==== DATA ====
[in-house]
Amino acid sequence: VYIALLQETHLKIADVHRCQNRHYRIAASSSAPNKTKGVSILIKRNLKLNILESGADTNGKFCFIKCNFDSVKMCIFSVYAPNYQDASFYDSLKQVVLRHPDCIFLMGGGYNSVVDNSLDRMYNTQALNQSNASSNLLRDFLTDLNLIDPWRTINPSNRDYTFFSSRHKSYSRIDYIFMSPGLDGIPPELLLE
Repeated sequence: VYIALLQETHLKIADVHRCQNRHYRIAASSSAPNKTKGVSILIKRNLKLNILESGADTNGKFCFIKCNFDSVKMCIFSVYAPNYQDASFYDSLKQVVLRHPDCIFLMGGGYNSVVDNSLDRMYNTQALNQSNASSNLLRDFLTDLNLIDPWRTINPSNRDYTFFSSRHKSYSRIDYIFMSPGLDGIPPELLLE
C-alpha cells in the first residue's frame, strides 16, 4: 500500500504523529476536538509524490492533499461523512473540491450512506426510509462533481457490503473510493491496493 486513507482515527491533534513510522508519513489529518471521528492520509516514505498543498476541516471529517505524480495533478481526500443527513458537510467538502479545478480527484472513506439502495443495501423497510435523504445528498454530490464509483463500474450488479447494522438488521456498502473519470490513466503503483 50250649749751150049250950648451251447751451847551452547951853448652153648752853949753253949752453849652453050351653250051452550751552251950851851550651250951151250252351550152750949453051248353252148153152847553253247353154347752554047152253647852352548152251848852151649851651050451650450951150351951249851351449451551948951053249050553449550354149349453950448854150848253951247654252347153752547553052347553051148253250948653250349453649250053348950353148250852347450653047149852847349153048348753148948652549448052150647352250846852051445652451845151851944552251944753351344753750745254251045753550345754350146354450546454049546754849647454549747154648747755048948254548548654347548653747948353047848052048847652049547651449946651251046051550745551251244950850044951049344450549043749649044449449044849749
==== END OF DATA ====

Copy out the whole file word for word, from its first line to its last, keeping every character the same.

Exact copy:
[in-house]
Amino acid sequence: VYIALLQETHLKIADVHRCQNRHYRIAASSSAPNKTKGVSILIKRNLKLNILESGADTNGKFCFIKCNFDSVKMCIFSVYAPNYQDASFYDSLKQVVLRHPDCIFLMGGGYNSVVDNSLDRMYNTQALNQSNASSNLLRDFLTDLNLIDPWRTINPSNRDYTFFSSRHKSYSRIDYIFMSPGLDGIPPELLLE
Repeated sequence: VYIALLQETHLKIADVHRCQNRHYRIAASSSAPNKTKGVSILIKRNLKLNILESGADTNGKFCFIKCNFDSVKMCIFSVYAPNYQDASFYDSLKQVVLRHPDCIFLMGGGYNSVVDNSLDRMYNTQALNQSNASSNLLRDFLTDLNLIDPWRTINPSNRDYTFFSSRHKSYSRIDYIFMSPGLDGIPPELLLE
C-alpha cells in the first residue's frame, strides 16, 4: 500500500504523529476536538509524490492533499461523512473540491450512506426510509462533481457490503473510493491496493 486513507482515527491533534513510522508519513489529518471521528492520509516514505498543498476541516471529517505524480495533478481526500443527513458537510467538502479545478480527484472513506439502495443495501423497510435523504445528498454530490464509483463500474450488479447494522438488521456498502473519470490513466503503483 50250649749751150049250950648451251447751451847551452547951853448652153648752853949753253949752453849652453050351653250051452550751552251950851851550651250951151250252351550152750949453051248353252148153152847553253247353154347752554047152253647852352548152251848852151649851651050451650450951150351951249851351449451551948951053249050553449550354149349453950448854150848253951247654252347153752547553052347553051148253250948653250349453649250053348950353148250852347450653047149852847349153048348753148948652549448052150647352250846852051445652451845151851944552251944753351344753750745254251045753550345754350146354450546454049546754849647454549747154648747755048948254548548654347548653747948353047848052048847652049547651449946651251046051550745551251244950850044951049344450549043749649044449449044849749